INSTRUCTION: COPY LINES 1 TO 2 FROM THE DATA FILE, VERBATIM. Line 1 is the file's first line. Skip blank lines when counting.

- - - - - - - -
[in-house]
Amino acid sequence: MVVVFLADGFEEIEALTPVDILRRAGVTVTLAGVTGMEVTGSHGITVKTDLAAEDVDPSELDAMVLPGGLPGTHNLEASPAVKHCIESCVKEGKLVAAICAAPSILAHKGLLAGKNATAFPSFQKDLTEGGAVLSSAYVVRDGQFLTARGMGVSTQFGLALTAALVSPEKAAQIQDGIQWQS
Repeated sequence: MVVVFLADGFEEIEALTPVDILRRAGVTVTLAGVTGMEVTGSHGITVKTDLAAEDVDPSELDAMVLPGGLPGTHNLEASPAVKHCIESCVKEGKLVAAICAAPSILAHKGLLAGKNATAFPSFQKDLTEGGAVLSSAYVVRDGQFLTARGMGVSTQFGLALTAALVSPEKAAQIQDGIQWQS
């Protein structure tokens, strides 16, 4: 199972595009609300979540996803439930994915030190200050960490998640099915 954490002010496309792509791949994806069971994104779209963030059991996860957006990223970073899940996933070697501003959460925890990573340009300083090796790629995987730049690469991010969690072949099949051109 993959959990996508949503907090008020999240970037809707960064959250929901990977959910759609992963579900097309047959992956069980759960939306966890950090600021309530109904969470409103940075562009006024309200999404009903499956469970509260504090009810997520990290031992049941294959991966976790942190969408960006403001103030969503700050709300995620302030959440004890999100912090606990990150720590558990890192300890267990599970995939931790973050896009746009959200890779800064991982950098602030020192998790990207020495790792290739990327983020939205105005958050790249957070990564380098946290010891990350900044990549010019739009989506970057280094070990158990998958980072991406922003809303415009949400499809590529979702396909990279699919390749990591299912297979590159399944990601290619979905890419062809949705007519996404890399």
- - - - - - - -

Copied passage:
[in-house]
Amino acid sequence: MVVVFLADGFEEIEALTPVDILRRAGVTVTLAGVTGMEVTGSHGITVKTDLAAEDVDPSELDAMVLPGGLPGTHNLEASPAVKHCIESCVKEGKLVAAICAAPSILAHKGLLAGKNATAFPSFQKDLTEGGAVLSSAYVVRDGQFLTARGMGVSTQFGLALTAALVSPEKAAQIQDGIQWQS